The Most-Read Articles of 2020
What a year! While commercials and billboards (and sermon series) started the year with plenty of "2020 vision" puns, the world quickly, and almost entirely, changed in March. The world adapted to a global pandemic; the church pivoted to an almost-entirely digital ministry narrative. At Church Juice, we scrapped our entire content calendar for the year to provide what churches needed most in those first weeks and months. In 2021, we hope to think more long-term about the impacts of 2020's pivot in ministry, and how this shift to digital-first ministry might help your church's ministry and communications for years to come.
But before we get ahead of ourselves, let's take a look back at 2020. Here are the five most-read articles this year.
Each year we create a list with some of our favorite church websites. After looking across the Internet for hours in search of the best websites, here is one conclusion:
It's now easier—and more cost-effective—than ever to have a great looking church website. Despite that fact, the vast majority of church websites are in dire need of attention.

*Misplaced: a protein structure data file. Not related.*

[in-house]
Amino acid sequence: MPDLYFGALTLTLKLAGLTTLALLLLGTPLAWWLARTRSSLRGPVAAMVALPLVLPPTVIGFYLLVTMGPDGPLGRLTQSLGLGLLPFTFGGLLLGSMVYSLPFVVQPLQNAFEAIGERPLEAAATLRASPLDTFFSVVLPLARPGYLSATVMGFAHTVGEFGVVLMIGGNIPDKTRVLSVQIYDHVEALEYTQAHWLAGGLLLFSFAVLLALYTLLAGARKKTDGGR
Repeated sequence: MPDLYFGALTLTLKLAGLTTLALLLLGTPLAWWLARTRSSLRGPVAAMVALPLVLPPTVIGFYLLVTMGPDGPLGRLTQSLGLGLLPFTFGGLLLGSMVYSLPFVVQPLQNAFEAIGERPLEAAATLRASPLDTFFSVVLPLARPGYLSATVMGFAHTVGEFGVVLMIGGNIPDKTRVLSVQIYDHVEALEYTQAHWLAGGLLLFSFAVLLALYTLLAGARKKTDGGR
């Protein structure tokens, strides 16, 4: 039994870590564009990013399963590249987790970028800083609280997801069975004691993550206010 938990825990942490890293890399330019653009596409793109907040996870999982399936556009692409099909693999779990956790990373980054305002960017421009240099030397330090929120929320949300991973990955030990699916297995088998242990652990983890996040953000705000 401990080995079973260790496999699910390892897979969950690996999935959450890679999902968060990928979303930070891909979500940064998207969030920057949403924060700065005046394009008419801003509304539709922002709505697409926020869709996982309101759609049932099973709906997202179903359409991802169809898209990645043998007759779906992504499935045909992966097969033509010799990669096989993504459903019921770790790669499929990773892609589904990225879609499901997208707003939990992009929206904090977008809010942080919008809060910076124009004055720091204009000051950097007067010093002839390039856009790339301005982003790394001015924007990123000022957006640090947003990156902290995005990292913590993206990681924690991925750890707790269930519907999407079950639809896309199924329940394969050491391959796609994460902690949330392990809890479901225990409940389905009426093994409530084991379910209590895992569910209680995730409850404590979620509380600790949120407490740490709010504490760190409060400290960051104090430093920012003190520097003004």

I’ve heard lots of people talk about their longing and excitement for the grand reunion that will take place once life gets back to “normal.” Many churches even promoted their Easter Sunday worship as merely a mini-celebration of the resurrection—anticipating the real party once the congregation gathers together again in person.
I think this longing points to the fact that we were created to be in community—and I love hearing stories like this (but that’s for another article). Many churches wish that one Sunday a switch is going to flip and everything will go back to the way things were before. But this scenario seems unlikely.
For a myriad of reasons, streaming to Facebook or other platforms might not be a great option—especially for churches with smaller congregations, in rural communities, or with older demographics. Beyond Sunday worship services you might also wonder how to have community with the church when you’re not physically together.
Social media can be a great tool for your church if you use it well. The networks you choose to engage and participate in can help you build relationships with a broader audience of people. Social media can also help your church reach a new and different crowd than any other medium. How we utilize social media is important, though.
When I started my first job in church communications, one of my many job responsibilities was handling all of the email marketing. This included the weekly digital newsletter, sending out weekly sermon notes, and other miscellaneous emails.
The biggest issue was the email platform the church was using. I won’t tell you which platform it was, only that it was clunky and not very user-friendly. Building content was a chore and members often didn’t receive the emails we sent out.